From the looks of it, it seems that former Agriculture Undersecretary Jocelyn “Joc Joc” Bolante is doing a Garci and a Neri, thus, adding the fertilizer scam to the list of issues that would hound the Arroyo government beyond 2010.
BY BENJIE OLIVEROS
From the looks of it, it seems that former Agriculture Undersecretary Jocelyn “Joc Joc” Bolante is doing a Garci and a Neri.
It would be remembered that former Commission on Elections (COMELEC) Commissioner Virgilio Garcillano fled when Congressional investigations on charges of electoral fraud during the 2004 presidential elections, with the expose’ of the “Hello Garci” tapes, were underway. The “Hello Garci” tapes contained recorded conversations between a woman – widely believed to be Pres. Gloria Macapagal-Arroyo – and a COMELEC official – widely believed to be Garcillano – talking about how a winning margin of a million votes for Arroyo could be assured.
Garcillano eventually surfaced declaring that he had nothing to hide (except perhaps himself). He appeared before Congressional inquiries denying any wrongdoing; Garcillano even denied Garci was one of his nicknames. On cue, Malacañang promptly declared the issue closed. But Garcillano’s strong denials did not assuage the public; it did not bring the issue of electoral fraud to a closure. In fact, the issue of legitimacy, or the lack of it, has been hounding President Arroyo up to the present.
Former National Economic Development Authority (NEDA) Director General Romulo Neri, on the other hand, reluctantly testified before the Senate investigation regarding anomalies surrounding the approval of the $329 million National Broadband Network (NBN) contract awarded to ZTE of China. Neri exposed the bribery attempt on him by former COMELEC Chair Benjamin Abalos Sr. But he refused to reveal the details of his conversations with President Arroyo after he reported the bribery attempt to her, citing his right to “executive privilege”. The Supreme Court sided with Neri on the issue. And again, Malacañang declared the issue closed even as two other witnesses Jose de Venecia III and Rodolfo “Jun” Lozada pointed to the involvement of the president’s husband Jose Miguel Arroyo in the NBN-ZTE deal.
Up to the present, Neri has kept mum about the conversations, effectively shielding the president of any wrongdoing. And up to now, the issue of the anomalous NBN-ZTE deal, which allegedly involved the president’s husband Jose Miguel Arroyo and probably the president herself, has been hounding the Arroyo government.
Bolante would now be on the same boat as Garcillano and Neri. It was obvious that he had only one agenda when he finally testified at the Senate inquiry: deny knowledge of any anomaly involving the P728 million fertilizer fund and shield President Arroyo from being linked to the scam. In his hastiness to deny any wrongdoing, he contradicted the list he submitted to the Senate by saying that not a single centavo went to congressmen and governors. More absurd was his claim that he had no intention of snubbing the first Senate inquiry on the fertilizer scam three years ago, when he was all over the papers begging the US for asylum. When asked about the threats to his life that purportedly prompted him to seek asylum abroad, Bolante stammered an explanation. Even Arroyo ally Sen. Miriam Defensor-Santiago appeared exasperated with the blatant lies that Bolante was saying. But still, on cue for the nth time, Malacañang declared that the Arroyo government is vindicated of any involvement in the fertilizer scam.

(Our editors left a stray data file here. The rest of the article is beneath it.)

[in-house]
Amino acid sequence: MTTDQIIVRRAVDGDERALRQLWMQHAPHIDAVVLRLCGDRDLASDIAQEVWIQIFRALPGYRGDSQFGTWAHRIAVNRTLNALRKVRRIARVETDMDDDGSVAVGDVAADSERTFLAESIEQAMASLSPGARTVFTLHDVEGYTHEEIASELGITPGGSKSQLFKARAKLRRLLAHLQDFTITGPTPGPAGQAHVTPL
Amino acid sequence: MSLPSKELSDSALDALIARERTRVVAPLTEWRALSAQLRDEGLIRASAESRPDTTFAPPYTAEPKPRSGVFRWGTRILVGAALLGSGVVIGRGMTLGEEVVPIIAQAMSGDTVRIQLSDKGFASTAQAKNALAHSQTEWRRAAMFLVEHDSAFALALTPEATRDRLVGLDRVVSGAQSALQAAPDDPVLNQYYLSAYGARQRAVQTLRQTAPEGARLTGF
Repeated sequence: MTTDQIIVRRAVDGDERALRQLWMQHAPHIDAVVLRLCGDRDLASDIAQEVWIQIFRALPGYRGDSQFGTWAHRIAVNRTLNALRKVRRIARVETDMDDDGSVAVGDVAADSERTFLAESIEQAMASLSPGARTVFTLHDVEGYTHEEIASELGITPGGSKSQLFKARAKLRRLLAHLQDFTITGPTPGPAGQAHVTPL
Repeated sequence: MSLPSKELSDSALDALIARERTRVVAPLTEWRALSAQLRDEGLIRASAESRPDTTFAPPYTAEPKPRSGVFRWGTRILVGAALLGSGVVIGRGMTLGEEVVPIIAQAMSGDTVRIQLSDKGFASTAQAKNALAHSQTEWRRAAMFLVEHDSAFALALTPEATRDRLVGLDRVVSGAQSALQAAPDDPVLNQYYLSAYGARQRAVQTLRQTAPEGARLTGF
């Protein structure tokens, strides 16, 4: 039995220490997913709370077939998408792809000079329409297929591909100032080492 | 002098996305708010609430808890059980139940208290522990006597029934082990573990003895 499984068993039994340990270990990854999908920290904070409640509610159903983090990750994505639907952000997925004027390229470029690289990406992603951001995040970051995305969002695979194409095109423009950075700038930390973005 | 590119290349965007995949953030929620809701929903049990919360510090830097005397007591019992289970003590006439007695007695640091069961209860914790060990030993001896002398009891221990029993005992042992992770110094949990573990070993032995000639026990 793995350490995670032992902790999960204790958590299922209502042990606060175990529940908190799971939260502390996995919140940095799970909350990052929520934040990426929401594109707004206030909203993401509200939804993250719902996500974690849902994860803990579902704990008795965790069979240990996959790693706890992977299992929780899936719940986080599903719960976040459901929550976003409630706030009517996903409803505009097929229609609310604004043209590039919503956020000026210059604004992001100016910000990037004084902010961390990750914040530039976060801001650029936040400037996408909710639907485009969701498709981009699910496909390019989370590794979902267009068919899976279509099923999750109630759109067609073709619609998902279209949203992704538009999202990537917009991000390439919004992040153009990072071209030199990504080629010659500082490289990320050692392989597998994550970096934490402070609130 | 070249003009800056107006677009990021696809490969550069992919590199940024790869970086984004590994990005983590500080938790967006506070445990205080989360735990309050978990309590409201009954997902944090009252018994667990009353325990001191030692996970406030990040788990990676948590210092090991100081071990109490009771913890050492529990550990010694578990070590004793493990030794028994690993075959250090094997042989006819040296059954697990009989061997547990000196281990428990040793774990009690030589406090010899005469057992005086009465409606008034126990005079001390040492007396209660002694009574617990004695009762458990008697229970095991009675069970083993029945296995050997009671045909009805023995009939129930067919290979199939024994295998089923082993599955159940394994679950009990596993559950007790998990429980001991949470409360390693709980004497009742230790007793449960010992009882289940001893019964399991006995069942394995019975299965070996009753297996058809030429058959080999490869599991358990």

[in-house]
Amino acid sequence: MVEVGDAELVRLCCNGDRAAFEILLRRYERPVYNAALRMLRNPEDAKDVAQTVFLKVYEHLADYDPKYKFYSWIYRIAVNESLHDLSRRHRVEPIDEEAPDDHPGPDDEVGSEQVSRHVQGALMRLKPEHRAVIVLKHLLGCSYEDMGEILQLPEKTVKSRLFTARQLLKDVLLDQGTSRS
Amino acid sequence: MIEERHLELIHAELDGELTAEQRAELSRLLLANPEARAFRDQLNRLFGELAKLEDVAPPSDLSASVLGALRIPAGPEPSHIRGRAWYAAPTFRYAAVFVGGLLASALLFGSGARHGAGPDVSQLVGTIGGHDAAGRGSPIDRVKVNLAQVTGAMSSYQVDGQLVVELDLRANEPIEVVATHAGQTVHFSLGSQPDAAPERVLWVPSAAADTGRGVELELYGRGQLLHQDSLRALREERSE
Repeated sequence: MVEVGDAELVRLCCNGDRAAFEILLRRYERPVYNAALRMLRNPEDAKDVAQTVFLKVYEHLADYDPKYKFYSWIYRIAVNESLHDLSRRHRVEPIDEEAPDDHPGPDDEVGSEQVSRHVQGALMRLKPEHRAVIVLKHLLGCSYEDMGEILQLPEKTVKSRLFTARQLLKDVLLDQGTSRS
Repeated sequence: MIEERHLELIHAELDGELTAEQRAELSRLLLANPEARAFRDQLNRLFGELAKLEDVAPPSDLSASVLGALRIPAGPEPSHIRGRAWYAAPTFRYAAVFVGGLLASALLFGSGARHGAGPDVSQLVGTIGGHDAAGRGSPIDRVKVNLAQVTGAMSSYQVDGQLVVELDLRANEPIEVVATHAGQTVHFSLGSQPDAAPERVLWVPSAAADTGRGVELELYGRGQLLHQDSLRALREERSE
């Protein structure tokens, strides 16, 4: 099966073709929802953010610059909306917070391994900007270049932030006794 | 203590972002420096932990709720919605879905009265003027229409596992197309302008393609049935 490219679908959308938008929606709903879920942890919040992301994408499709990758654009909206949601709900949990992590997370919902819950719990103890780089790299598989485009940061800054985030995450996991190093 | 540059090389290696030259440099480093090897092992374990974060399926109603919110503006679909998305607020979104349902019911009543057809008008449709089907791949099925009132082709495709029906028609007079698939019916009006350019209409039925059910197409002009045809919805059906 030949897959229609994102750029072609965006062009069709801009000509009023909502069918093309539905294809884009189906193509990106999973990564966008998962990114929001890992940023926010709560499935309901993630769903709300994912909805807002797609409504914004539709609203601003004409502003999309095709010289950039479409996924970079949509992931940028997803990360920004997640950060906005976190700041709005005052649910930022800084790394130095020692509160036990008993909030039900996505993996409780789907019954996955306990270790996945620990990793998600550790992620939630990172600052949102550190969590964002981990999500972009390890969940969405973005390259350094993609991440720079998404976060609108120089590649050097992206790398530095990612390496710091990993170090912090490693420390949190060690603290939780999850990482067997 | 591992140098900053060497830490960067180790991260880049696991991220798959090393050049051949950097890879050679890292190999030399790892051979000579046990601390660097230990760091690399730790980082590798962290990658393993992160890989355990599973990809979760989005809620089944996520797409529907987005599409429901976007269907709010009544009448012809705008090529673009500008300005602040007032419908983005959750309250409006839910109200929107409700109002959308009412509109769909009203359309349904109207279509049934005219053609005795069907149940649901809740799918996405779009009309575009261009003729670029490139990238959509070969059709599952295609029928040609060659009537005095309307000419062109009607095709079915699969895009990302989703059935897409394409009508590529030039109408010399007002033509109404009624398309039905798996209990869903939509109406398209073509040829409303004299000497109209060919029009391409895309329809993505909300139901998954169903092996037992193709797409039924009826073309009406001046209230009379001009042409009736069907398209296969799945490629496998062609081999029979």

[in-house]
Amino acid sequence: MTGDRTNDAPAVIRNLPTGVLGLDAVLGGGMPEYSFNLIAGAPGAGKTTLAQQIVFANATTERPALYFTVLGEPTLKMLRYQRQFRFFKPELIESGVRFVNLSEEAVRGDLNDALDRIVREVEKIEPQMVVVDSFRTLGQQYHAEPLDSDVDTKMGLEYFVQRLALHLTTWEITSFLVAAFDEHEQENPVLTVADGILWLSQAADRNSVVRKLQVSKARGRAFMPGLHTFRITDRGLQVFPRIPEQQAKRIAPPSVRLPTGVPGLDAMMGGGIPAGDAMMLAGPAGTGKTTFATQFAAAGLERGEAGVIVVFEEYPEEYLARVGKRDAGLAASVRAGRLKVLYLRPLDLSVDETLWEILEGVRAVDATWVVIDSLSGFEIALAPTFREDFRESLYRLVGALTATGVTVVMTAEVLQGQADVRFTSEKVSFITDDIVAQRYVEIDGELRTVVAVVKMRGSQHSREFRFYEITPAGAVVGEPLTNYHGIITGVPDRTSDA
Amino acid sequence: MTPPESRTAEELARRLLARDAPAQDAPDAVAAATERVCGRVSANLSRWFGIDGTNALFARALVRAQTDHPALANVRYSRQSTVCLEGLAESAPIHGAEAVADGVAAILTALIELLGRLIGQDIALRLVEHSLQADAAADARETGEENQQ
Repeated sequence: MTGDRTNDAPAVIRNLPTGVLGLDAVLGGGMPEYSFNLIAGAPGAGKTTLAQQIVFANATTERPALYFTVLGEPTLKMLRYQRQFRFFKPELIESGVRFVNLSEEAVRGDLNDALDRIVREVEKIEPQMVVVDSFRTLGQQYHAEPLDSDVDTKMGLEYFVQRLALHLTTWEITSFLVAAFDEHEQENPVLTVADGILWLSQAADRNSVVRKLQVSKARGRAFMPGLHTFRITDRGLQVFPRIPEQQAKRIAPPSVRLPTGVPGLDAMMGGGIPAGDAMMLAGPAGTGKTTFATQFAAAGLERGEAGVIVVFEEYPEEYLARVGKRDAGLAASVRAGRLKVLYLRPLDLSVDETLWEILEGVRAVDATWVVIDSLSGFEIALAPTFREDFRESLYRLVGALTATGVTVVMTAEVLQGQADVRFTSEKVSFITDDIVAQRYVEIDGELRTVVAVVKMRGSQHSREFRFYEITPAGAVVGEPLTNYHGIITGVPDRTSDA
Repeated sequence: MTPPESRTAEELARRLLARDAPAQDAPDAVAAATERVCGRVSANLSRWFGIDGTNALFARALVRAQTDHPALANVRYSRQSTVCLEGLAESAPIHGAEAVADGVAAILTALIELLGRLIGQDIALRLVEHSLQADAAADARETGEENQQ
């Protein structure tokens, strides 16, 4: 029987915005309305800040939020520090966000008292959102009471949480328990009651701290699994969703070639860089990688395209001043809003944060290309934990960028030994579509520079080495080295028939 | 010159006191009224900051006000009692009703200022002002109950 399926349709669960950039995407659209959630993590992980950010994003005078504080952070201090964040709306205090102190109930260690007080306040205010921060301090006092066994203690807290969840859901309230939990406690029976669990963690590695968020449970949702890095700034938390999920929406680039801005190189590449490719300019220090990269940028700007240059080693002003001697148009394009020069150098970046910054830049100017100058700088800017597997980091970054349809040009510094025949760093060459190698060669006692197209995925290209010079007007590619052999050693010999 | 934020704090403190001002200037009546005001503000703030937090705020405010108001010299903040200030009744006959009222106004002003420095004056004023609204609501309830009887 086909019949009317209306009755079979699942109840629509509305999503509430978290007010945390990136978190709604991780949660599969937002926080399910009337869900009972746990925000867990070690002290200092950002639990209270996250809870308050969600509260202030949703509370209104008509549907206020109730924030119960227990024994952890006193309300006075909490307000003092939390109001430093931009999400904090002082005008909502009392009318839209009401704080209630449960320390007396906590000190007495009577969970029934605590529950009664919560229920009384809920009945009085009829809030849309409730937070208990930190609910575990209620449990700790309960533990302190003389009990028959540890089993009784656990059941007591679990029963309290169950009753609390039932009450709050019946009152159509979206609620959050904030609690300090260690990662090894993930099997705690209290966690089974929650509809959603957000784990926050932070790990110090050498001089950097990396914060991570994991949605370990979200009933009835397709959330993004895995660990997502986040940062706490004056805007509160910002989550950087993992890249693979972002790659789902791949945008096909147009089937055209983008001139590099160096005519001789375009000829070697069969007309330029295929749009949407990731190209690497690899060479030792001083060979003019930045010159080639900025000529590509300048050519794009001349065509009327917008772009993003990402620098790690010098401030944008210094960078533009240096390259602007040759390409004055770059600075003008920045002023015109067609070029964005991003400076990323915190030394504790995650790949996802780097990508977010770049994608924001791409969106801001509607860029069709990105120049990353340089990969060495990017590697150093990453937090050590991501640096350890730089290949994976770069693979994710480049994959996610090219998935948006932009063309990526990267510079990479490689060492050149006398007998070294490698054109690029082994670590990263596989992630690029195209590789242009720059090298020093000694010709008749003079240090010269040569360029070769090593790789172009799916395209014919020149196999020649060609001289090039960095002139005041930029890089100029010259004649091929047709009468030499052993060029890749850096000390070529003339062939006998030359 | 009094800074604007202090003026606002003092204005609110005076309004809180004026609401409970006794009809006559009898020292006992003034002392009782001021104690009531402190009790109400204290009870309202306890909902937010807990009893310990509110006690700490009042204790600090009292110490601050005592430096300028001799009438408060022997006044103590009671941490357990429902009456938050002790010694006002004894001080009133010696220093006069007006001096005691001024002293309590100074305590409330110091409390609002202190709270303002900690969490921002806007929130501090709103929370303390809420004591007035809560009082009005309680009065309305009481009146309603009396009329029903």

It appears that this would be the track of the testimony of Bolante. That is, unless the Senate can produce evidences that could pin down Bolante. If that happens, then, you could bet your life on it that Bolante would invoke “executive privilege”.
Jocelyn “The Joke” Bolante is adding the fertilizer scam to the list of crimes that the Arroyo government thinks it could get away with. But it also adds to the issues that would hound the Arroyo government beyond 2010. That is why the Arroyo government is making sure that it would be able to influence the results of the 2010 presidential elections. If it feels that it could not, then there is always charter change to fall back on. By the way, moves to amend the 1987 Constitution are now being revived at the House of Representatives.
Would the Filipino people allow the Arroyo government to get away with murdering activists, stealing the people’s vote, and plundering the nation’s coffers? If we do, what then would prevent the Arroyo government from moving heaven and earth to perpetuate itself in power? President Arroyo already lied once when she declared in 2002 that she would not be running for president in 2004 only to take it back later. How can we be sure she would make good her declaration that she would step down peacefully in 2010? If ever the presidential elections would push through and the Arroyo government is able to influence the results, we could expect her anointed successor to be as audacious as her and for the culture of impunity in the commission of human rights violations and corruption to continue or even worsen.(Bulatlat.com)
If the Filipino people do not want that to happen, it would be wise to follow Archbishop Angel Lagdameo’s advise that the time to act is now.(Bulatlat.com)